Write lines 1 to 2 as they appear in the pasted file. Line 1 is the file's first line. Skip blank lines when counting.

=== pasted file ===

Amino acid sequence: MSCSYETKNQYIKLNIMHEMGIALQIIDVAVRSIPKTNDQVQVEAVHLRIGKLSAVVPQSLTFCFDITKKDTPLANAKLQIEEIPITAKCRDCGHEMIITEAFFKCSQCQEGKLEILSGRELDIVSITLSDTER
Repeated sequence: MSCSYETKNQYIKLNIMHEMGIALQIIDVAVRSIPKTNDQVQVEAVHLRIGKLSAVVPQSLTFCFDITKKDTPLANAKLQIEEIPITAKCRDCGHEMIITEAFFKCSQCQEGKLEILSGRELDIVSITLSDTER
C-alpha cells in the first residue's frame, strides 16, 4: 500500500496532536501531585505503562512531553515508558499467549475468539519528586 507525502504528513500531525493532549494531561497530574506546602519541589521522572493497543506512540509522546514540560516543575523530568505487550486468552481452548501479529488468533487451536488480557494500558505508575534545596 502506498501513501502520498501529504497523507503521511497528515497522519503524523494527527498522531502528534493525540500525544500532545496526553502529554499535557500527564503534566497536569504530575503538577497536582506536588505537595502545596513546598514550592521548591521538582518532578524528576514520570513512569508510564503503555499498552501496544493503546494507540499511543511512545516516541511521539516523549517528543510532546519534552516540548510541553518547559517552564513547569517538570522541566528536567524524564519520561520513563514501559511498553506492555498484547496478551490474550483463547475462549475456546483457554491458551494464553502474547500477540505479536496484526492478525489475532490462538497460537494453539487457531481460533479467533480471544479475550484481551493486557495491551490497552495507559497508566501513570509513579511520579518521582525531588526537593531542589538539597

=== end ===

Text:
Amino acid sequence: MSCSYETKNQYIKLNIMHEMGIALQIIDVAVRSIPKTNDQVQVEAVHLRIGKLSAVVPQSLTFCFDITKKDTPLANAKLQIEEIPITAKCRDCGHEMIITEAFFKCSQCQEGKLEILSGRELDIVSITLSDTER
Repeated sequence: MSCSYETKNQYIKLNIMHEMGIALQIIDVAVRSIPKTNDQVQVEAVHLRIGKLSAVVPQSLTFCFDITKKDTPLANAKLQIEEIPITAKCRDCGHEMIITEAFFKCSQCQEGKLEILSGRELDIVSITLSDTER